Friday, March 09, 2012

That Master Dreamer

March 9, 2012

Friday of the Second Week in Lent

By Melanie Rigney

(Joseph’s brothers) said to one another: "Here comes that master dreamer! Come on, let us kill him and throw him into one of the cisterns here; we could say that a wild beast devoured him. We shall then see what comes of his dreams." When Reuben heard this, he tried to save him from their hands, saying, "We must not take his life. Instead of shedding blood," he continued, "just throw him into that cistern there in the desert; but do not kill him outright." His purpose was to rescue him from their hands and return him to his father. So when Joseph came up to them, they stripped him of the long tunic he had on; then they took him and threw him into the cistern, which was empty and dry. They then sat down to their meal. Looking up, they saw a caravan of Ishmaelites coming from Gilead, their camels laden with gum, balm and resin to be taken down to Egypt. Judah said to his brothers: "What is to be gained by killing our brother and concealing his blood? Rather, let us sell him to these Ishmaelites, instead of doing away with him ourselves. After all, he is our brother, our own flesh." His brothers agreed. They sold Joseph to the Ishmaelites for twenty pieces of silver. (Genesis 37:19-28)

Remember the marvels the Lord has done. (Psalms 105:5)

Jesus said to the chief priests and the elders of the people: "Hear another parable. There was a landowner who planted a vineyard, put a hedge around it, dug a wine press in it, and built a tower. Then he leased it to tenants and went on a journey. When vintage time drew near, he sent his servants to the tenants to obtain his produce. But the tenants seized the servants and one they beat, another they killed, and a third they stoned. Again he sent other servants, more numerous than the first ones, but they treated them in the same way. Finally, he sent his son to them, thinking, 'They will respect my son.' But when the tenants saw the son, they said to one another, 'This is the heir. Come, let us kill him and acquire his inheritance.' They seized him, threw him out of the vineyard, and killed him. What will the owner of the vineyard do to those tenants when he comes?" They answered him, “He will put those wretched men to a wretched death and lease his vineyard to other tenants who will give him the produce at the proper times." Jesus said to them, Did you never read in the Scriptures: The stone that the builders rejected has become the cornerstone; by the Lord has this been done, and it is wonderful in our eyes? Therefore, I say to you, the Kingdom of God will be taken away from you and given to a people that will produce its fruit." (Matthew 21:5:20)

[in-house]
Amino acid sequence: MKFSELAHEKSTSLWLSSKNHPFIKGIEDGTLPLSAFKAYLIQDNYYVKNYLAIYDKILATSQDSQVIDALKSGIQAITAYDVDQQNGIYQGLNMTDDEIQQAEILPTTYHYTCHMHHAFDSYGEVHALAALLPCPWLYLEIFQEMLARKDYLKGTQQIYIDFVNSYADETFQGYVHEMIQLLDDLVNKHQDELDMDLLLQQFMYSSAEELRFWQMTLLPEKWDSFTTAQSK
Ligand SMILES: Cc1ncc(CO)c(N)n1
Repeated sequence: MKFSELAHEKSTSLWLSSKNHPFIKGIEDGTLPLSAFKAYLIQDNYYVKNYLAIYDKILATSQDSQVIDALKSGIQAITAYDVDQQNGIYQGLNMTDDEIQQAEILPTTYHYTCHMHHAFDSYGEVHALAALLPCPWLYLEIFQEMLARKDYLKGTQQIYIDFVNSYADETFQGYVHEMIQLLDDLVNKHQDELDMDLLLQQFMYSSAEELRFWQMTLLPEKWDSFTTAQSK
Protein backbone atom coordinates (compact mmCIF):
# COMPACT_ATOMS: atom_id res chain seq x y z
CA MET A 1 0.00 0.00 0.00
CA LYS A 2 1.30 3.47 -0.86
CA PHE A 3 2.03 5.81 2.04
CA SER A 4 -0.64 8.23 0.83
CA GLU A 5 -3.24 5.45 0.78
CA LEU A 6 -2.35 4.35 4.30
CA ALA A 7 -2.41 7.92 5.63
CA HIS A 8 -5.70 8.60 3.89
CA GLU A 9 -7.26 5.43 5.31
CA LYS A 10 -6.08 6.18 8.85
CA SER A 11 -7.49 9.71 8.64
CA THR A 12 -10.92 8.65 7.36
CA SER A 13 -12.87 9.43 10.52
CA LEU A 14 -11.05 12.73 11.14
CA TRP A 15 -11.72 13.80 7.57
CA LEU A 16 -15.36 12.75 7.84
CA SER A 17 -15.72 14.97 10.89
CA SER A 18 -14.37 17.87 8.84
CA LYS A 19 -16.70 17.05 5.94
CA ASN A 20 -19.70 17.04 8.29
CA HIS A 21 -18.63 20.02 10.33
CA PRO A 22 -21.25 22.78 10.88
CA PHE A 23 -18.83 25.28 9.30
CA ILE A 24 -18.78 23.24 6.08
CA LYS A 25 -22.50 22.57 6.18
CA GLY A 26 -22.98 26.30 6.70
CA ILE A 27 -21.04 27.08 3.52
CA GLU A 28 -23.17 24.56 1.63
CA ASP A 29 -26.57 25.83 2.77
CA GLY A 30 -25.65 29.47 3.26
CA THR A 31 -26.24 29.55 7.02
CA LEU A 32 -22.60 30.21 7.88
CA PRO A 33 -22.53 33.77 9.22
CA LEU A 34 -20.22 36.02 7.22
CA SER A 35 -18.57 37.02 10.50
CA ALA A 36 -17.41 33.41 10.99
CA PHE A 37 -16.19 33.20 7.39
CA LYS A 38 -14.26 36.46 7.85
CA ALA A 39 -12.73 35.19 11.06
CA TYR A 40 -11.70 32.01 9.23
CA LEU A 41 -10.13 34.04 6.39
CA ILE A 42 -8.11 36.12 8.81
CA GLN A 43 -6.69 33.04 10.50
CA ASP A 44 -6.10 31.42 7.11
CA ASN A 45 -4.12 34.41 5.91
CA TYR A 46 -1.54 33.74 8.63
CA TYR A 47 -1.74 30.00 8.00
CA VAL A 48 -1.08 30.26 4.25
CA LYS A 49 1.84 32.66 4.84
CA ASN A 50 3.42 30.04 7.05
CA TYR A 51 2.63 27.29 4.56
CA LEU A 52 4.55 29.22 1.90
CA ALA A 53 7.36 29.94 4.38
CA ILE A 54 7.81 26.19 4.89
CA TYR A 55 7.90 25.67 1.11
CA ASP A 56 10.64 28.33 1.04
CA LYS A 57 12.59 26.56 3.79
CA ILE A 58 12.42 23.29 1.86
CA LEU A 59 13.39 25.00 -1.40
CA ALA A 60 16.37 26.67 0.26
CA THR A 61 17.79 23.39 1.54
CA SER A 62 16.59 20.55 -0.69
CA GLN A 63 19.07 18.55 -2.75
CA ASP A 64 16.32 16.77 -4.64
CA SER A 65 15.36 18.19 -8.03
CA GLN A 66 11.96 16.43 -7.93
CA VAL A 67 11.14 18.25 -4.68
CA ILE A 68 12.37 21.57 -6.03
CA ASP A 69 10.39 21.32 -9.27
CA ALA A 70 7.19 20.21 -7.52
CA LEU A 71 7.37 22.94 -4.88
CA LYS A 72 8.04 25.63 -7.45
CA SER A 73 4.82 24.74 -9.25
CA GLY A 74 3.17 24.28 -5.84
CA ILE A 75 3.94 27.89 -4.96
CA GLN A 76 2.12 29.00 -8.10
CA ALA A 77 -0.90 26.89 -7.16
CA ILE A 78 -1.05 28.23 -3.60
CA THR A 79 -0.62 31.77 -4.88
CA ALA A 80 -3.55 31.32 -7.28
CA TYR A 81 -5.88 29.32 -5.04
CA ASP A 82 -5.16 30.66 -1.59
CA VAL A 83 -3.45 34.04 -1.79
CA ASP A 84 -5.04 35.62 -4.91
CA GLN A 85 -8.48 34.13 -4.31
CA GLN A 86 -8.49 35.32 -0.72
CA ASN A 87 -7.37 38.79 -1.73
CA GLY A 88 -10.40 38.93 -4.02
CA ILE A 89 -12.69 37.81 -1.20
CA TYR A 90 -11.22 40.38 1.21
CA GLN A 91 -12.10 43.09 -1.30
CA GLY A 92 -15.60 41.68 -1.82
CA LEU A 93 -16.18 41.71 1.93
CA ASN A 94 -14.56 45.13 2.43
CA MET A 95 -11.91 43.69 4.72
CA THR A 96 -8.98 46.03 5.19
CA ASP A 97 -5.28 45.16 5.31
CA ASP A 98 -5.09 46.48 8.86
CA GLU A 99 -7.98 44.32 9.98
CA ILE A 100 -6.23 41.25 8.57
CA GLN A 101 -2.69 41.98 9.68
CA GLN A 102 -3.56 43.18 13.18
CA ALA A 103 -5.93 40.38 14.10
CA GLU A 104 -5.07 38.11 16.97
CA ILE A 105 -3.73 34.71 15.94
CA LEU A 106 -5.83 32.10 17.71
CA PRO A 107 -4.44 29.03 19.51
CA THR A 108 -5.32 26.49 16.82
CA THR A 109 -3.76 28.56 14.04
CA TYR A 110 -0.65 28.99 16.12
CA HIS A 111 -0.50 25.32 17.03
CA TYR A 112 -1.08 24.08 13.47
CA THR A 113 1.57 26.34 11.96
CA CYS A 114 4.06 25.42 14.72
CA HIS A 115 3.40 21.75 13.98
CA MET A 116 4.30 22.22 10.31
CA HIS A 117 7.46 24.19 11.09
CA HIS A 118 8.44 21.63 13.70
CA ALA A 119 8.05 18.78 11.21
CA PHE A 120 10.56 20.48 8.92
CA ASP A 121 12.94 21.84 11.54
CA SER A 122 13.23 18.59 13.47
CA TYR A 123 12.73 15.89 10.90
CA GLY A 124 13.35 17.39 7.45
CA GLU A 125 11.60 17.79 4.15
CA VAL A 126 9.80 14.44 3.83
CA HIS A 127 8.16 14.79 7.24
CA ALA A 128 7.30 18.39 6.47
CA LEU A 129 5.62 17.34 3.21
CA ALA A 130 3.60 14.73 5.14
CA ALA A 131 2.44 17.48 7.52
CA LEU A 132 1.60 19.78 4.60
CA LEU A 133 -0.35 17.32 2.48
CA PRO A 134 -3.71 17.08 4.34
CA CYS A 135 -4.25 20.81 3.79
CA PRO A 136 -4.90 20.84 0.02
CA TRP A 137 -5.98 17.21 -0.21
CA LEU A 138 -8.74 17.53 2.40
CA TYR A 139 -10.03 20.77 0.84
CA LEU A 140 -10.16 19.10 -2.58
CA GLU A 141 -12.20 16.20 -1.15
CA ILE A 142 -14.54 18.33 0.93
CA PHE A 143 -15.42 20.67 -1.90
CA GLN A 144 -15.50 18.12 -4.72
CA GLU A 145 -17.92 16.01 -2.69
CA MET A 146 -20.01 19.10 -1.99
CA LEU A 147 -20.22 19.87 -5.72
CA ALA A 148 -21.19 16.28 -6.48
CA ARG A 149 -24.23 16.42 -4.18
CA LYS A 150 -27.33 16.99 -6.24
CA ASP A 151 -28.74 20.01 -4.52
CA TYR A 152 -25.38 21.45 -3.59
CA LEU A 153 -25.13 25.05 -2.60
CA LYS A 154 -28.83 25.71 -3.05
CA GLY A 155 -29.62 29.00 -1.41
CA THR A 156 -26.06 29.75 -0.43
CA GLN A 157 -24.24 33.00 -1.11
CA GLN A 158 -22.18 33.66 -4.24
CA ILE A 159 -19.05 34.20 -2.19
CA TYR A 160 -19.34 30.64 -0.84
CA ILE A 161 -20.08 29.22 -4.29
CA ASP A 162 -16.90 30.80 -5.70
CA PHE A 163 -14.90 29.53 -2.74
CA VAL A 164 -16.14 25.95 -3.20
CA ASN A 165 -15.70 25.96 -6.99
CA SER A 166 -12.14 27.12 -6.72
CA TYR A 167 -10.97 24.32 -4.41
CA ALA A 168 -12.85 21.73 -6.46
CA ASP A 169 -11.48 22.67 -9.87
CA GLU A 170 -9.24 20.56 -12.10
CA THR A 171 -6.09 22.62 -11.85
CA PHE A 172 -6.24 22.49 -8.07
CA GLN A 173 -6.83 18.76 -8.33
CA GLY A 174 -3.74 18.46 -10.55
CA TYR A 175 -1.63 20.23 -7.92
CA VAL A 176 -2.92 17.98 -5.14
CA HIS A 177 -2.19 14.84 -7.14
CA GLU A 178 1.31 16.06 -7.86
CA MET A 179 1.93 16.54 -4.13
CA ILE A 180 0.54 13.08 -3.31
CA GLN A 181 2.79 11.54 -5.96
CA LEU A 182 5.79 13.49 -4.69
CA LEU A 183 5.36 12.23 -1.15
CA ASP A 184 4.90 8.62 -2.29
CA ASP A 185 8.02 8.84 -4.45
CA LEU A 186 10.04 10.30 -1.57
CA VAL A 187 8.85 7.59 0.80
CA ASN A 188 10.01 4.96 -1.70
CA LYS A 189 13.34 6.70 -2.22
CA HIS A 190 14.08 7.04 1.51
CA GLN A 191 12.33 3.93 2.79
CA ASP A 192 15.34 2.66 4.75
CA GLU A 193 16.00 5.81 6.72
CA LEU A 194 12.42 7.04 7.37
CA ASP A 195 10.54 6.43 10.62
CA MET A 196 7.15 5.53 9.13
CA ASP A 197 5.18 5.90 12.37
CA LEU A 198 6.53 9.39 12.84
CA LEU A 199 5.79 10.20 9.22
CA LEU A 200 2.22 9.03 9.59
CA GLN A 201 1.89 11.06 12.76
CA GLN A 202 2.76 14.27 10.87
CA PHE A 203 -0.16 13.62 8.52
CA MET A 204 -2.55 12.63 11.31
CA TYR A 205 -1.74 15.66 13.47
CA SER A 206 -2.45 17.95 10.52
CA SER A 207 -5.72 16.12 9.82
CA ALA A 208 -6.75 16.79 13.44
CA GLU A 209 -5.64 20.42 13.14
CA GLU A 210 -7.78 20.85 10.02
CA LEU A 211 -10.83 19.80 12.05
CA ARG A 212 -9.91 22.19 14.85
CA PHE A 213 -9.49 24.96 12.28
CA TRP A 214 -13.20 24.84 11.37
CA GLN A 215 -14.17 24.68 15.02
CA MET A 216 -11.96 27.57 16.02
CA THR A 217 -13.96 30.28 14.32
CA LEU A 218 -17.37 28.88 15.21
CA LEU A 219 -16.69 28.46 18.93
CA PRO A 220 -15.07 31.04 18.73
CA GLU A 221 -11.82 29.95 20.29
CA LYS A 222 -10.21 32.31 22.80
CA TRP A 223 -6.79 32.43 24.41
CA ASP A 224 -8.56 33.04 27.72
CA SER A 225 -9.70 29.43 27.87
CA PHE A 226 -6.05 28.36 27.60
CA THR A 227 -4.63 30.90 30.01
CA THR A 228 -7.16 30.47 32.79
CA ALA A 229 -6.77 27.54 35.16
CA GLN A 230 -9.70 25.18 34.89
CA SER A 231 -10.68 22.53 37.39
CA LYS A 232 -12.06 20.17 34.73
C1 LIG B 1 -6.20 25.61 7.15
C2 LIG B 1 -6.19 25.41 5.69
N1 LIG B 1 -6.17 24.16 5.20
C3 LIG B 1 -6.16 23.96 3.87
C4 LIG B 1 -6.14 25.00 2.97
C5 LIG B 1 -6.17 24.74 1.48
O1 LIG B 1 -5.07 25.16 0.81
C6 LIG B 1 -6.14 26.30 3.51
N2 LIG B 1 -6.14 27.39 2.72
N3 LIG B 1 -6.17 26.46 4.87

Lord, help me to be faithful in doing Your work at all times, regardless of the people who try to thwart us. With You, I can stand strong.


Who are you in today’s readings?

Are you Joseph, the beleaguered favored son and “master dreamer,” envied by his brothers? Or Reuben, who felt cheated of his birthright as Jacob’s oldest son but wasn’t angry enough to want to see Joseph dead, yet decided he would save Joseph in secret rather than stand up to the other brothers? Or Judah, who interceded more actively to save Joseph’s life, but not to return him to the family? Or one of the other eight brothers, who were so jealous they wanted to kill the favored son?

Are you the landlord who trusted the tenants and kept sending servants and ultimately his own son, yet continued to forgive? Or the tenants who time after time sought to improve their own situation at the expense of the servants, the landlord, and the son? Or are you the servants or the son, injured or killed by opportunistic people in your life?

Consider the example of Joseph, who like the landlord in the story forgave and welcomed the people who upset his life and plans. What an example of turning the other cheek! We’re called to do the same. When people injure our bodies, minds, or spirits or those of people we love, revenge often is our knee-jerk reaction. It’s far more difficult to be spiritually indifferent and keep our eyes and hearts and souls focused on the Way. And yet, we must.


Invite someone who annoys you—not someone who poses physical danger to you—to dinner or coffee. Listen. Ask God about His love for the person.

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